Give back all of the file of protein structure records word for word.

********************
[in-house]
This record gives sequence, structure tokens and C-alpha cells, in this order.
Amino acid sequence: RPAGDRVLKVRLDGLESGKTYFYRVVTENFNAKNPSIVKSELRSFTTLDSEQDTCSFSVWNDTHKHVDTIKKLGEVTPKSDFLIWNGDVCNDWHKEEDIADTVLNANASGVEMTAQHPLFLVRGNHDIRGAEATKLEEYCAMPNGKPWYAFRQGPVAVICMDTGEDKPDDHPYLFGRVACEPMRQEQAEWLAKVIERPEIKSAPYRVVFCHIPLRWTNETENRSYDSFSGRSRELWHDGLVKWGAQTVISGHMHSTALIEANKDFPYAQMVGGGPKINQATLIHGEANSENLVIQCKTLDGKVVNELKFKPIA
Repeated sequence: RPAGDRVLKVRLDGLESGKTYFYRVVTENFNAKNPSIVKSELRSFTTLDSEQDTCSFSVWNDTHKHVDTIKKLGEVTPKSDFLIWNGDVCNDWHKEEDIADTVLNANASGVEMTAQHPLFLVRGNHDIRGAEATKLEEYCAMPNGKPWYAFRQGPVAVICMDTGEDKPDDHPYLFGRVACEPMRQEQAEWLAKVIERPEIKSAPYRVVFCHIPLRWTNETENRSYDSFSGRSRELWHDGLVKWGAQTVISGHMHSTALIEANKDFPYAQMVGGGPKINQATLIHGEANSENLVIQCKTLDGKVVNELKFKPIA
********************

[in-house]
This record gives sequence, structure tokens and C-alpha cells, in this order.
Amino acid sequence: RPAGDRVLKVRLDGLESGKTYFYRVVTENFNAKNPSIVKSELRSFTTLDSEQDTCSFSVWNDTHKHVDTIKKLGEVTPKSDFLIWNGDVCNDWHKEEDIADTVLNANASGVEMTAQHPLFLVRGNHDIRGAEATKLEEYCAMPNGKPWYAFRQGPVAVICMDTGEDKPDDHPYLFGRVACEPMRQEQAEWLAKVIERPEIKSAPYRVVFCHIPLRWTNETENRSYDSFSGRSRELWHDGLVKWGAQTVISGHMHSTALIEANKDFPYAQMVGGGPKINQATLIHGEANSENLVIQCKTLDGKVVNELKFKPIA
Repeated sequence: RPAGDRVLKVRLDGLESGKTYFYRVVTENFNAKNPSIVKSELRSFTTLDSEQDTCSFSVWNDTHKHVDTIKKLGEVTPKSDFLIWNGDVCNDWHKEEDIADTVLNANASGVEMTAQHPLFLVRGNHDIRGAEATKLEEYCAMPNGKPWYAFRQGPVAVICMDTGEDKPDDHPYLFGRVACEPMRQEQAEWLAKVIERPEIKSAPYRVVFCHIPLRWTNETENRSYDSFSGRSRELWHDGLVKWGAQTVISGHMHSTALIEANKDFPYAQMVGGGPKINQATLIHGEANSENLVIQCKTLDGKVVNELKFKPIA